With KCPE results for more than 1.2 million candidates released, focus now turns to Form One selection.
Parents have expressed fear their children may not get slots in their preferred institutions as it happened last time when too many pupils selected the top schools.
“If a child selects to join a national school and instead they are sent to an institution that perhaps was not in their list, it gets demoralising,” said Kenya National Parents Association Chairman Nicholas Maiyo.
Education Cabinet Secretary George Magoha said selection starts in two weeks.
Candidates are placed in secondary schools based on their performance, school choices and affirmative action.
Before the examinations, pupils choose four national schools, three extra-county, and two county and sub-county institutions.
Yesterday, private schools called for fairness. “We do not want discrimination based on where the pupils sat examinations,” said Peter Ndoro, the Kenya Private Schools Association chief executive.
Mr Ndoro said private secondary schools have a capacity of 132,000 students, and "can increase capacity if we are required to.”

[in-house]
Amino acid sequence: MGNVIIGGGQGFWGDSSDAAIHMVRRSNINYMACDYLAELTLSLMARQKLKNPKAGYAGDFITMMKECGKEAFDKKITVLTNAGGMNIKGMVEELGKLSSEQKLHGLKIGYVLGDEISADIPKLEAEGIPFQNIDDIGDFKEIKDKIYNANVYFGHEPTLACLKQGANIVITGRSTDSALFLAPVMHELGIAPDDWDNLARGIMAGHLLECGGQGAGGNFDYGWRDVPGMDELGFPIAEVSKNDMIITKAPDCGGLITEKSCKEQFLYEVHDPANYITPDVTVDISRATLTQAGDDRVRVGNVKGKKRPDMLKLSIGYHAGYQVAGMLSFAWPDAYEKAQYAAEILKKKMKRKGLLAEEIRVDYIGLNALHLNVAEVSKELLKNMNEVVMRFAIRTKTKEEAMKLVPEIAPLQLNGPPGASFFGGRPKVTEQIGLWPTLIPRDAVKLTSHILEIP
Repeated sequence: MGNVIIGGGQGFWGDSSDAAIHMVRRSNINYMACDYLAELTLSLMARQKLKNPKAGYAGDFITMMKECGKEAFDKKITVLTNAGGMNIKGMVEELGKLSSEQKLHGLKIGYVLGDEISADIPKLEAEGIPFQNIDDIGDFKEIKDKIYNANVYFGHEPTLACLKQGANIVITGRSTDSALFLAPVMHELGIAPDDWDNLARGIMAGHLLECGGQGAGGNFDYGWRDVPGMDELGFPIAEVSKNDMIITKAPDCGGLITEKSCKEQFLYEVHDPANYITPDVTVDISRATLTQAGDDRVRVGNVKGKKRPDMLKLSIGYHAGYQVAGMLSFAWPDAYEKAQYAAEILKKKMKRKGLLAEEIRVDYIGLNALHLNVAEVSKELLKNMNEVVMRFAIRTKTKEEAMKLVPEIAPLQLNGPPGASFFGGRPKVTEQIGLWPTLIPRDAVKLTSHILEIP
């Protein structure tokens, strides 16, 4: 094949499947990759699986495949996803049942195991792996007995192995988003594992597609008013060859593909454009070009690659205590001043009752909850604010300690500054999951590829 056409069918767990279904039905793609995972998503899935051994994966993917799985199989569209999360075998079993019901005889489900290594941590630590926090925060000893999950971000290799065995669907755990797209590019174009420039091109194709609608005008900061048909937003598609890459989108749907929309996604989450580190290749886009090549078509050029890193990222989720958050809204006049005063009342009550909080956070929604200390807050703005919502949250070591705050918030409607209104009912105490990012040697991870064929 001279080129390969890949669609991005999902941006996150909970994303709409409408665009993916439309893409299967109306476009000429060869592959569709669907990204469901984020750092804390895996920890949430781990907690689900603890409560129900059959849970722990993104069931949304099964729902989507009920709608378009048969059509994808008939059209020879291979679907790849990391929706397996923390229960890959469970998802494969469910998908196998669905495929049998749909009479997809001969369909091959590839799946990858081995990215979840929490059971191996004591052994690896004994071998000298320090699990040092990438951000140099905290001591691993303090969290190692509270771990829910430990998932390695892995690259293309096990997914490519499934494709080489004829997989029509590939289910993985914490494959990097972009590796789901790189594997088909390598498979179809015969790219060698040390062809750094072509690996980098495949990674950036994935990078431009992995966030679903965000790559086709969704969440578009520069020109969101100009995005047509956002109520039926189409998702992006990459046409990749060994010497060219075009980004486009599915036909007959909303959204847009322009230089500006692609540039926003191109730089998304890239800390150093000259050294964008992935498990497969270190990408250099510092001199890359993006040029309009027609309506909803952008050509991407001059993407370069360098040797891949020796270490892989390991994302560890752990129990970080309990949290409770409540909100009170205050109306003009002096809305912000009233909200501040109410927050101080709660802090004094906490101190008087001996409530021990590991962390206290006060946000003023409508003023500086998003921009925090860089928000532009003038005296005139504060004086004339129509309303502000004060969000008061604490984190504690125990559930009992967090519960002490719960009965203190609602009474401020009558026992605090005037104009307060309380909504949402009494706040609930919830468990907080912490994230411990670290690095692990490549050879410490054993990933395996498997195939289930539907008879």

Over the years, only candidates who score 400 marks and above are guaranteed slots in national schools.
Quota system, which picks top performers per county, is also applied. In some cases, top two boys and girls are picked, depending on the quota.
Some 11,857 candidates scored 400 marks and above in last year's examination.
The 103 national schools have about 30,000 spaces. Some 315,275 candidates scored between 300 and 399 marks, and are expected to scramble for some slots in the national schools.
The 531 extra-county schools can accommodate 123,399 learners.
Another 142,358 slots will be available in the 1,031 county and 685,590 slots in 7,325 sub-county institutions.
Parents want all complaints raise last time addressed. Maiyo claimed that some candidates’ slots in national schools were sold out in two days after they failed to report.
He said some students miss out on their dream schools because the institutions do not have capacity, while in some cases, girls were admitted to boys' schools.
But Magoha blamed teachers for failure to guide pupils. “This act, which borders on carelessness on the part of the school, made many of the candidates miss their preferred schools because it is impossible to select more than five learners from the same school,” he said.
Data released by Magoha last year showed that top schools received applications of about 100,000.
Parents also want transfers made easy. “We know the process is done through Nemis, but we want an easier mechanism that will assist parents to move their children to schools they can afford,” said Maiyo.